After a refit and a name change, submarine museum resurfaces in Hawaii

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The Pacific Fleet Submarine Museum, home to the WWII-era submarine USS Bowfin, is now open after a $23 million renovation.
The Pacific Fleet Submarine Museum, home to the WWII-era submarine USS Bowfin, is now open after a $23 million renovation. Photo Credit: HTA/Tor Johnson

The USS Bowfin submarine museum reopened recently at Pearl Harbor after a $23 million comprehensive renovation and has been renamed the Pacific Fleet Submarine Museum to better reflect the breadth of the exhibits.

The 13,000-square-foot museum charts the course of Navy undersea duty from the loss of the F4's 21 sailors off Honolulu in 1915 up through the newest $6.5 billion Columbia-class ballistic missile submarines.

The planning for the sweeping renovation started more than a decade ago, said retired Navy Capt. Chuck Merkel, executive director of the Pacific Fleet Submarine Memorial Association, which manages the museum. The work began in January 2019 and was only slightly delayed by the pandemic, Merkel said.

"It's really like a whole new museum," he said. "The museum has expanded, the interior has been completely redone. Previously, it very much felt like an old museum from the '70s or '80s. It was very static, with a bunch of artifacts and some text description. Now, we have a blend of artifacts and interactive exhibits."

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The exhibit improvements include the use of a range of media, including photos and video, and a handful of kiosks with different educational activities, like a mock submarine mission.

"We did a lot to introduce STEM concepts -- science, technology, engineering and math -- to enhance the educational value," Merkel said.

An exhibit at the Pacific Fleet Submarine Museum.
An exhibit at the Pacific Fleet Submarine Museum.

Additionally, three galleries take visitors through the history of the U.S. submarine force, including the development of nuclear propulsion in 1954 and the ballistic-missile models of the Cold War.

After navigating a variety of hurdles, including developing the plans, getting the changes approved by the Navy, acquiring the financing, and pandemic-related delays to the installation of the new exhibits, "it's very rewarding to have it all done and see visitors coming back," Merkel said.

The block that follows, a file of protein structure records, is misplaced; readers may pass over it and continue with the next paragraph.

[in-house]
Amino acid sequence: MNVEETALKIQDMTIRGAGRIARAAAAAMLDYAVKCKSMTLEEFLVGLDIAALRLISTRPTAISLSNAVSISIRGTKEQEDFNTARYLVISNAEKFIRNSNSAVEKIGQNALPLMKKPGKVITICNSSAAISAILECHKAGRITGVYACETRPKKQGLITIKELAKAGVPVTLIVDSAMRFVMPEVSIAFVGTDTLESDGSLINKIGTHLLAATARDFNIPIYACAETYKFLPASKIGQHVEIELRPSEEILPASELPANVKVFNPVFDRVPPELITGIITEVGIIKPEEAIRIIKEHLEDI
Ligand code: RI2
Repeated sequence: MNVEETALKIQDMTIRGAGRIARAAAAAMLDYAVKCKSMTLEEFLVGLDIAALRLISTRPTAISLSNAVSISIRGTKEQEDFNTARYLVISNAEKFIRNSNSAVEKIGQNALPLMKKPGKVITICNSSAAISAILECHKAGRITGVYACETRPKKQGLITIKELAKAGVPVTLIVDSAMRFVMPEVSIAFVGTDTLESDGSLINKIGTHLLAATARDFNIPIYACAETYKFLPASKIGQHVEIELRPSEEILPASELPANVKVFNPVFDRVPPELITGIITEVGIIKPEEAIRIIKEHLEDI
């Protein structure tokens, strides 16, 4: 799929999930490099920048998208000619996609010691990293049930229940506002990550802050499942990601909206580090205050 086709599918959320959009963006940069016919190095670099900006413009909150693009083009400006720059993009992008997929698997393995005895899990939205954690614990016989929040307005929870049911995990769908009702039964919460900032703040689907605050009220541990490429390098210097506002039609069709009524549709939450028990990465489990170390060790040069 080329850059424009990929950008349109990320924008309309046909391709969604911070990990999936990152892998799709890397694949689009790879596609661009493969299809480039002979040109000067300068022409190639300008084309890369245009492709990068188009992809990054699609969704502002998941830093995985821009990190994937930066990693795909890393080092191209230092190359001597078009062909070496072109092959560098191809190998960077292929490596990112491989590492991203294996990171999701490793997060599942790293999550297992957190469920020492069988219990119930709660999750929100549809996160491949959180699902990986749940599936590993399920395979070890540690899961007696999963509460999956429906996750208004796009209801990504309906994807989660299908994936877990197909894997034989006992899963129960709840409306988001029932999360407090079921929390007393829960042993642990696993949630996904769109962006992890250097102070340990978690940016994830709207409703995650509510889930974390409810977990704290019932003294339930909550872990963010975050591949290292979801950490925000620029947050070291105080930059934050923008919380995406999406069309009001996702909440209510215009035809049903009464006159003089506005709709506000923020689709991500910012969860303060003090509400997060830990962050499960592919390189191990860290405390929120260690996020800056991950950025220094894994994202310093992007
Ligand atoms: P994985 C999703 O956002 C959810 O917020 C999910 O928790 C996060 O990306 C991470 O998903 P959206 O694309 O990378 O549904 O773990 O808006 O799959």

The USS Bowfin itself launched Dec. 7, 1942, one year after the attack on Pearl Harbor, and was nicknamed the "Pearl Harbor Avenger." The fleet attack submarine patrolled the Pacific during World War II from 1943 to 1945.

During the museum renovation, the Bowfin got a thorough cleaning and new coat of paint as it approaches its 80th birthday.

The Bowfin is just one of 15 decommissioned World War II subs presently on display in the U.S., most of which likely would have wound up as scrap metal or as target practice. The Bowfin, in fact, was slated for scrap, but in 1972 WWII submariner and Pearl Harbor survivor Admiral Bernard "Chick" Clarey and Rear Admiral Paul Lacy led the campaign with the Secretary of the Navy to acquire the Bowfin as a memorial to the U.S. Submarine Force at Pearl Harbor. With support from Hawaii Sen. Daniel Inouye, the memorial was approved, and the Bowfin was towed to Pearl Harbor from Seattle.

After a nonprofit was formed to manage the memorial and museum and some cleaning and restoration work, the Bowfin officially opened as a museum ship adjacent to the World War II Valor in the Pacific National Monument at Pearl Harbor on April 1, 1981. It was designated a National Historic Landmark in 1986, and the submarine has seen more than 9.5 million visitors since it opened.

"One thing I don't think a lot of people realize is the sacrifices the submarine forces made," Merkel said. "During World War II the submarine forces had the highest casualty rate of any of the U.S. armed forces."

Over the course of WWII, 52 U.S. submarines were lost, and there were more than 3,600 fatalities among the submarine force, representing one in five submarine servicemen during the war. The entry lobby of the museum houses a memorial wall to those who died serving on U.S. submarines and a kiosk that provides more information on the casualties.

"The updates really add a lot to the experience," Merkel said. "The reaction from the visitors we've had so far has been very positive. Even if you've been here before and think you've seen it, this really feels brand new, and there's so many new things to see."

The Pacific Fleet Submarine Museum is open from 8 a.m. to 4 p.m. daily. Admission is $20 for adults and $12 for children under the age of 13.

CORRECTION: This story and the accompanying summary that appeared in the Hawaii e-newsletter were updated on March 29. The originals stated that the Bowfin is one of 16 decommissioned subs on display at the museum. It is in fact one of 16 that are on display nationwide.

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